I really dislike Star Wars. Not just one or two of the movies or the travesty that was the prequel trilogy, but all six of them. That’s not to say I haven’t seen them all – growing up I watched episodes IV, V and VI ad nauseum, and I also watched the prequel movies a few times to make sure I wasn’t misjudging them. So you can’t say I never bought into the franchise – I just realised over time how much I dislike the movies.
So since I’ve now lost the attention of a lot of Star Wars fans by clumping all six movies together in one pool of dislike, I’ll explain my reasons, in order of original movies – but with one prefacing comment that I honestly believe George Lucas may be one of the worst and most formulaic producers in Hollywood:
- Episode IV – Star Wars: The least dislikable of all the franchise to me, my main complete is Luke being a whining prat even before his relatives are killed, and the overwhelming hickness of him. And don’t get me started on Grand Moff Tarkin. Tarkin exemplifies Lucas’ inability to create three dimensional characters, with the failing even worse when it comes to the “bad” characters. Tarkin is so one dimensional it’s amazing he was actually visible on screen.
- Episode V – The Empire Strikes Back: OK, this one is fairly easy to nail – Mark Hamil’s acting. Mark’s acting is pretty bad in all three original movies, but it’s at its worst in Empire Strikes Back in that infamous scene where Luke has to scream “No!” in emphatic denial of Vader’s proclamation of parenthood.
- Episode VI – Return of the Jedi: Ewoks crying. C’mon. Thousands of kiddies forever lost their happiness over that scene. But on top of that, the entire “Princes Leia as a pseudo bondage slave” probably explains why the average geek loves Star Wars, but struck quite the opposite chord with me.
- Episode I – The Phantom Menace: Everyone jumps to the conclusion of “Jar Jar Binx” here, and they’d be somewhat right, but other failings include “Annie” (#FFS) and that entire pod race scene. Queen Armadillo’s costume changes in every scene (including, I’m certain, when running behind a tree) were impractical to the point of stupidity, as were the notion of a bodyguard pretend queen who actually made seriously important decisions. Then there’s the Natalie Portman factor.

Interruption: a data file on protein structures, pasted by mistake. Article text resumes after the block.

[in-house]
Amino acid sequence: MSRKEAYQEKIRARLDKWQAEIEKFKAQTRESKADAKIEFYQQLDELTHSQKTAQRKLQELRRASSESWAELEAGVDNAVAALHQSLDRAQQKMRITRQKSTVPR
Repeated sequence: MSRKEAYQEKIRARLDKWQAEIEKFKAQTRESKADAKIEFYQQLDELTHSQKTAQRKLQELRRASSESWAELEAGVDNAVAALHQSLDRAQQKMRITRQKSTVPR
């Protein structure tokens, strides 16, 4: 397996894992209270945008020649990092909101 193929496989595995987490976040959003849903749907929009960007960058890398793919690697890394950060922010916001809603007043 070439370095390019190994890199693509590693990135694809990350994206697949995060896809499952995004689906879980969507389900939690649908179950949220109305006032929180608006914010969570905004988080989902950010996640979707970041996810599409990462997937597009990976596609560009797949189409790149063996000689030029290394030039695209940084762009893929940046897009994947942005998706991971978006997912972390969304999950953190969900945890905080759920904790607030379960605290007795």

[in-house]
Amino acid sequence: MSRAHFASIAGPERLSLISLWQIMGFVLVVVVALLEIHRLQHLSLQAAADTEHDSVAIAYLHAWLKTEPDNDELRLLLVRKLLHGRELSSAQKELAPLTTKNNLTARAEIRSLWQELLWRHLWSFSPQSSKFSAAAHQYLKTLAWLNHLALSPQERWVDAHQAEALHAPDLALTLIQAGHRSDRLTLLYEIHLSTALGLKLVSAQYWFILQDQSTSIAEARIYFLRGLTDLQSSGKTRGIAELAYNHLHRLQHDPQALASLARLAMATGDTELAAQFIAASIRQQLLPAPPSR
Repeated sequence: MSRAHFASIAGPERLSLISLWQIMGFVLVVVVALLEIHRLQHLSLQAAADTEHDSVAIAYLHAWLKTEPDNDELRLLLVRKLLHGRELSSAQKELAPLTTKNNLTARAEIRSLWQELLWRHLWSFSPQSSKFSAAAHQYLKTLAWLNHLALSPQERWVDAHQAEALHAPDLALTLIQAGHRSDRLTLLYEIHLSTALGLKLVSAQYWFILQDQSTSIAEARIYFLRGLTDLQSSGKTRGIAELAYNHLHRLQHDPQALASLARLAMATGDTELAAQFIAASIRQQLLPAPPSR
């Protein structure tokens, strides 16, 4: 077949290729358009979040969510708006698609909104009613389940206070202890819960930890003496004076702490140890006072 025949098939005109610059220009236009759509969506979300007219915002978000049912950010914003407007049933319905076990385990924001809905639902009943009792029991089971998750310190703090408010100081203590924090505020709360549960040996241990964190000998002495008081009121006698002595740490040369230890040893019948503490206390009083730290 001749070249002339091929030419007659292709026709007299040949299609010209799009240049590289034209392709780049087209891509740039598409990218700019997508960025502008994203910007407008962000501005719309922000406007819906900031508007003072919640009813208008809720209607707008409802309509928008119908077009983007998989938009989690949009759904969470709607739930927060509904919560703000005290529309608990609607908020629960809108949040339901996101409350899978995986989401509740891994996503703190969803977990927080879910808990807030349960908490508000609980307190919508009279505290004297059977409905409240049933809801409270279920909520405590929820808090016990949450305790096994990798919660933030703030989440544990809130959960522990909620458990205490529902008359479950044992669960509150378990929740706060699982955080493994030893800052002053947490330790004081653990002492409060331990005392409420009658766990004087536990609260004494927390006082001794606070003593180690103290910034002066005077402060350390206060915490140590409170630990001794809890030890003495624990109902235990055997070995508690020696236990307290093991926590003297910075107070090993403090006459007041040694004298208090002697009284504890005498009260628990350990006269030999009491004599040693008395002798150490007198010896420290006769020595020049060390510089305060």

- Episode II – Attack of the Clowns: Continued “Annie” (#FFS). Count Dookie really carried the Tarkin torch and presented yet another excellently one dimensional villain. Then there’s the Natalie Portman factor.
- Episode III – Revenge of the Sith: Palpatine. If every star in the heavens were to explode and the energy of that explosion was turned into bad facial expressions, you’d still not get worse facial expressions than those pulled by Palpatine during the green-screen fight scenes. Then there’s the Natalie Portman factor.
I’ve mentioned for each of the three prequel movies the “Natalie Portman Factor”. If you’re wondering what this is, it’s very easy to explain: these movies were my first exposure to Natalie Portman, and they made me think she was as bad an actress as Hayden Christensen and Ian McDiarmid were bad actors.
Then I saw “V for Vandetta”, and I wept – and I still cry like a baby every time I get to the end of that movie. While the story and the cinematography in “V for Vandetta” is superb, the true hero of that movie was Natalie Portman. That she was done such a disservice in her role in the Star Wars prequel movies is the straw that breaks the camel’s back.
I may be a geek, but that doesn’t mean I have to love Star Wars.